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What is Business Roundtable

Business Roundtable (BRT) is an association of chief executive officers of leading U.S. companies working to promote sound public policy and a thriving U.S. economy.

The Honorable Peter R. Orszag
Director The Office of Management and Budget
725 17th Street, NW Washington, DC 20503

Dear Director Orszag:

As a follow-up to your request to both Business Roundtable and The Business Council for examples of pending legislation and regulations that have a dampening effect on economic growth and job creation, we surveyed our membership to get their views. Attached are an Executive Summary and detailed description of what they see as government initiatives that will cause slower rather than faster growth.

Obviously the list is long, but we believe the cumulative effect of these proposals will help defeat the objectives we all share – reducing unemployment, improving the competitiveness of U.S. companies, and creating an environment that fosters long-term economic growth.

As business leaders we are increasingly concerned that the political expediencies of the short-term harm our ability to partner with government to create policies that foster growth. Now more than ever we need to work as businesses and as government to make the United States a place where we can attract the investment that is needed if we are to remain the strongest economy in the world.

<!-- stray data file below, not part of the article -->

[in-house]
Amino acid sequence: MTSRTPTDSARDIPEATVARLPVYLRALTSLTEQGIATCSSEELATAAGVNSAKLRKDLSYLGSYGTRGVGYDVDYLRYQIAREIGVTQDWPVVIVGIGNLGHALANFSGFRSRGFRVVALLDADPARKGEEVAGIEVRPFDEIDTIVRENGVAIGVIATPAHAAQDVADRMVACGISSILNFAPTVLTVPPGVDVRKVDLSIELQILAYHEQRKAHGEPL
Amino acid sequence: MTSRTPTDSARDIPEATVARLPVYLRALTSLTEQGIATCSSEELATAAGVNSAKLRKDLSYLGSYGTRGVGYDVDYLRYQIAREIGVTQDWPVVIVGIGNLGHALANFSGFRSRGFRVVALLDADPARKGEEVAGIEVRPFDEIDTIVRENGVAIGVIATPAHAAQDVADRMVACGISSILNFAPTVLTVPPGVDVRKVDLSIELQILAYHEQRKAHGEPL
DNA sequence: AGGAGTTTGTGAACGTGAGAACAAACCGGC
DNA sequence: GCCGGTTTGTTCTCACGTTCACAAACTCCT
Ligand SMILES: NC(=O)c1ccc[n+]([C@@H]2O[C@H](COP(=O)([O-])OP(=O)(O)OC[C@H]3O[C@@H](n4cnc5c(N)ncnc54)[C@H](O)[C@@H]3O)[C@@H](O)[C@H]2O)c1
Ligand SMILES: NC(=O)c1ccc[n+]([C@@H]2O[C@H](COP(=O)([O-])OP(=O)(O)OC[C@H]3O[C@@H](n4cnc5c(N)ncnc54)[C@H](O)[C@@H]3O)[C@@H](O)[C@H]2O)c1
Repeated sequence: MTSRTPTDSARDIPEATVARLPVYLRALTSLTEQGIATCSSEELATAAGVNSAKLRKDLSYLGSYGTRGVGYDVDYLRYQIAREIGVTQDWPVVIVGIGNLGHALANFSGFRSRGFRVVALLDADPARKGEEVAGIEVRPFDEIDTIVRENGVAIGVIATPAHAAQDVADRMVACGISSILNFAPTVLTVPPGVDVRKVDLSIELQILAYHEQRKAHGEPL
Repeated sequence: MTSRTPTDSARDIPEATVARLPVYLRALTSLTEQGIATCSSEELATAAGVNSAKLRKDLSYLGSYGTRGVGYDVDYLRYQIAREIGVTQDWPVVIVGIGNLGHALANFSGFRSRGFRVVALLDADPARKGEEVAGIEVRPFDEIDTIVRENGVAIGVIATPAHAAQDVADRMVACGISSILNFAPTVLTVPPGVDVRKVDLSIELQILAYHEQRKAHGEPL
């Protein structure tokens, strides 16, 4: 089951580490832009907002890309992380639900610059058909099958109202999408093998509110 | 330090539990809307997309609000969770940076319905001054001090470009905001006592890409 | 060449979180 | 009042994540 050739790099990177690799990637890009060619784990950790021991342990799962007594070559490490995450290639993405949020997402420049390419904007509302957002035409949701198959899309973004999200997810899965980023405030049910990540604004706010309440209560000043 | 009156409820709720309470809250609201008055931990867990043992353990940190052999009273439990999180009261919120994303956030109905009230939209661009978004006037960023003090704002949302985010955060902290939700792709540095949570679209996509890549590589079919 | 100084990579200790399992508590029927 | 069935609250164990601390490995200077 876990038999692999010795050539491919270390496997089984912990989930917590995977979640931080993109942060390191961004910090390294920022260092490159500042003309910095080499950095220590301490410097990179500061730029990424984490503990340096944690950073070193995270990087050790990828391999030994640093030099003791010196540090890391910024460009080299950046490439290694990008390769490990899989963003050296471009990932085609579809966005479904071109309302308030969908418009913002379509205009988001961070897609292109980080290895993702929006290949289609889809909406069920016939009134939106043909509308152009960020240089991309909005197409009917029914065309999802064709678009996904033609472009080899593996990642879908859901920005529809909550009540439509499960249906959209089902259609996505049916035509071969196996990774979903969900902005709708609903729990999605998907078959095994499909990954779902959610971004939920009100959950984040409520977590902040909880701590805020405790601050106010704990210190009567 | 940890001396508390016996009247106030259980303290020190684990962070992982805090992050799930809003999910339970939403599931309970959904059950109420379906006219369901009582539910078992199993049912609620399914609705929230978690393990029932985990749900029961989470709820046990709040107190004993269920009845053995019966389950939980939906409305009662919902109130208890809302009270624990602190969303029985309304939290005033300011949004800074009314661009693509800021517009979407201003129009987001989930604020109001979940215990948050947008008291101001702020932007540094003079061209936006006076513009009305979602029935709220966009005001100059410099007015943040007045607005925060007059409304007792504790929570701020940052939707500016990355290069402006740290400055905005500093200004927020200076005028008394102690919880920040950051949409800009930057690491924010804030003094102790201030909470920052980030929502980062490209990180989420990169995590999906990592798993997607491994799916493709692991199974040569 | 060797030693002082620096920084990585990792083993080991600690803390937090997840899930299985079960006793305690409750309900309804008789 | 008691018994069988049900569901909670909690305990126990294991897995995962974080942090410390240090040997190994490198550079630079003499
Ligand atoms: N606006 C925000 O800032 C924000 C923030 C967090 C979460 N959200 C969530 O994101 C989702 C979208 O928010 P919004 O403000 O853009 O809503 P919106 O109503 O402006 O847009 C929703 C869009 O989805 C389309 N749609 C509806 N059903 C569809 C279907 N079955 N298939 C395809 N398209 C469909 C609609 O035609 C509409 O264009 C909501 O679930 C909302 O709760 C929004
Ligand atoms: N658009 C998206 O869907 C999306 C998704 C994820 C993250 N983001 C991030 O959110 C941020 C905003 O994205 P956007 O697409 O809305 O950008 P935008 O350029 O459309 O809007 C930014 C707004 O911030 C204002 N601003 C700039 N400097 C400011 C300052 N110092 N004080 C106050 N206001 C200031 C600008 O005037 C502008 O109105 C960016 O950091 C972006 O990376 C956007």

We would be pleased to meet with you to discuss any and all of these issues.

Sincerely,

Ivan G. Seidenberg
Chairman & CEO
Verizon Communications
Chairman, Business Roundtable

James W. Owens
Chairman & CEO
Caterpillar Inc.
Chairman, The Business Council


Attachments

POLICY BURDENS INHIBITING ECONOMIC GROWTH

a report by Business Roundtable and The Business Council

EXECUTIVE SUMMARY

Many regulations and legislation – both existing and proposed – exacerbate the uncertainty created by today’s volatile economic environment.
Virtually every new regulation has an impact on recovery, competitiveness and job creation. Often that impact is negative. On an individual basis, most businesses can cope with each new regulation. But the collective impact on the economy is enormous, and often harmful.
With a massive new health care law and financial reform legislation looming, companies are more worried than ever about the impact new regulations and legislation will have on their operations and their bottom line. Not knowing what to expect from these pending regulations, businesses are acting cautiously to forestall any negative impact. These actions are squelching economic growth and job creation, as companies are forced to freeze investments and hiring until they understand how they will be affected by these new mandates.

Key Regulatory and Legislative Issues

Below is an overview of the key regulatory issues that are impeding economic growth and job recovery:

  • Taxes. When American companies expand abroad they also help the economy at home. As an American company expands operations in its foreign affiliates, it has been estimated that for each dollar of additional wages paid in the foreign affiliate, U.S. wages increase by $1.84. Globally, American companies directly employ 22 million American workers and support an additional 41 million U.S. workers through their supply chains and spending by their employees.